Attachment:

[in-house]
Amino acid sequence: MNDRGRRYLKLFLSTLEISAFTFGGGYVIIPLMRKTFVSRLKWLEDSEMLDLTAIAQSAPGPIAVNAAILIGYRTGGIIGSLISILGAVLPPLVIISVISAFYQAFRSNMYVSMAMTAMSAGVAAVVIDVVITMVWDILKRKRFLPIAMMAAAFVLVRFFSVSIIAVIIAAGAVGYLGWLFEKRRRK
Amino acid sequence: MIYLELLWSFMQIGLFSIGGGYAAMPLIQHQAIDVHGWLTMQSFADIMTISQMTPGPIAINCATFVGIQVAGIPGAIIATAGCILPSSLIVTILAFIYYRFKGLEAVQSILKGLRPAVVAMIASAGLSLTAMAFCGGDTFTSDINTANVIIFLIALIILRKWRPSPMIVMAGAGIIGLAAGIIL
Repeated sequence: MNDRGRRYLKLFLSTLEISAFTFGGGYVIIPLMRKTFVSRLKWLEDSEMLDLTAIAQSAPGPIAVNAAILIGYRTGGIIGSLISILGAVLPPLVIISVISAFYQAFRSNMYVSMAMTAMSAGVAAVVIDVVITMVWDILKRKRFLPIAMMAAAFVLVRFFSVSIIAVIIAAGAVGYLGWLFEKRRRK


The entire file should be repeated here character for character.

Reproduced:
[in-house]
Amino acid sequence: MNDRGRRYLKLFLSTLEISAFTFGGGYVIIPLMRKTFVSRLKWLEDSEMLDLTAIAQSAPGPIAVNAAILIGYRTGGIIGSLISILGAVLPPLVIISVISAFYQAFRSNMYVSMAMTAMSAGVAAVVIDVVITMVWDILKRKRFLPIAMMAAAFVLVRFFSVSIIAVIIAAGAVGYLGWLFEKRRRK
Amino acid sequence: MIYLELLWSFMQIGLFSIGGGYAAMPLIQHQAIDVHGWLTMQSFADIMTISQMTPGPIAINCATFVGIQVAGIPGAIIATAGCILPSSLIVTILAFIYYRFKGLEAVQSILKGLRPAVVAMIASAGLSLTAMAFCGGDTFTSDINTANVIIFLIALIILRKWRPSPMIVMAGAGIIGLAAGIIL
Repeated sequence: MNDRGRRYLKLFLSTLEISAFTFGGGYVIIPLMRKTFVSRLKWLEDSEMLDLTAIAQSAPGPIAVNAAILIGYRTGGIIGSLISILGAVLPPLVIISVISAFYQAFRSNMYVSMAMTAMSAGVAAVVIDVVITMVWDILKRKRFLPIAMMAAAFVLVRFFSVSIIAVIIAAGAVGYLGWLFEKRRRK